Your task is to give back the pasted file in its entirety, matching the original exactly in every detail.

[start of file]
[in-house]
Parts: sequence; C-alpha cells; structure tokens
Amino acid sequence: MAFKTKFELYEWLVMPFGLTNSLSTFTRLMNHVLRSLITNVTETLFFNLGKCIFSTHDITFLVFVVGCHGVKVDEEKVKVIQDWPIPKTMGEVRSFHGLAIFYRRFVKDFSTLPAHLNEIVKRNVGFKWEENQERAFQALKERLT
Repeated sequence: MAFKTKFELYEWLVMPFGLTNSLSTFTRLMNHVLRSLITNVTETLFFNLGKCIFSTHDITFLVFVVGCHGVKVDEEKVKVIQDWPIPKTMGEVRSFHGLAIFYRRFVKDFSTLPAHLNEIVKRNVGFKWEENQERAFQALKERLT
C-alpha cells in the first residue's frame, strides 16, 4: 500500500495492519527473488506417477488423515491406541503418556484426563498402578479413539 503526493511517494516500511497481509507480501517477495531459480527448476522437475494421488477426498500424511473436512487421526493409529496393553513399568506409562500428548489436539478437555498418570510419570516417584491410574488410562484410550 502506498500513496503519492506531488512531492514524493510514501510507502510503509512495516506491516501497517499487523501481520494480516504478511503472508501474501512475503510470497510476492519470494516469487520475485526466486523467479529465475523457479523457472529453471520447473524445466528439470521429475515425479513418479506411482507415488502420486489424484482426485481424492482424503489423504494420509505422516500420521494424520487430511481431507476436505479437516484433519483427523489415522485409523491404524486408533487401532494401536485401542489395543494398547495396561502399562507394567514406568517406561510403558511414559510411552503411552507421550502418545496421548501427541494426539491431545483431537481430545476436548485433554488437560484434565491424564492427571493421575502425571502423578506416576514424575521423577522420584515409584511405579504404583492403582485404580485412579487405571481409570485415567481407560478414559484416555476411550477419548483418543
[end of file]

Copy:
[in-house]
Parts: sequence; C-alpha cells; structure tokens
Amino acid sequence: MAFKTKFELYEWLVMPFGLTNSLSTFTRLMNHVLRSLITNVTETLFFNLGKCIFSTHDITFLVFVVGCHGVKVDEEKVKVIQDWPIPKTMGEVRSFHGLAIFYRRFVKDFSTLPAHLNEIVKRNVGFKWEENQERAFQALKERLT
Repeated sequence: MAFKTKFELYEWLVMPFGLTNSLSTFTRLMNHVLRSLITNVTETLFFNLGKCIFSTHDITFLVFVVGCHGVKVDEEKVKVIQDWPIPKTMGEVRSFHGLAIFYRRFVKDFSTLPAHLNEIVKRNVGFKWEENQERAFQALKERLT
C-alpha cells in the first residue's frame, strides 16, 4: 500500500495492519527473488506417477488423515491406541503418556484426563498402578479413539 503526493511517494516500511497481509507480501517477495531459480527448476522437475494421488477426498500424511473436512487421526493409529496393553513399568506409562500428548489436539478437555498418570510419570516417584491410574488410562484410550 502506498500513496503519492506531488512531492514524493510514501510507502510503509512495516506491516501497517499487523501481520494480516504478511503472508501474501512475503510470497510476492519470494516469487520475485526466486523467479529465475523457479523457472529453471520447473524445466528439470521429475515425479513418479506411482507415488502420486489424484482426485481424492482424503489423504494420509505422516500420521494424520487430511481431507476436505479437516484433519483427523489415522485409523491404524486408533487401532494401536485401542489395543494398547495396561502399562507394567514406568517406561510403558511414559510411552503411552507421550502418545496421548501427541494426539491431545483431537481430545476436548485433554488437560484434565491424564492427571493421575502425571502423578506416576514424575521423577522420584515409584511405579504404583492403582485404580485412579487405571481409570485415567481407560478414559484416555476411550477419548483418543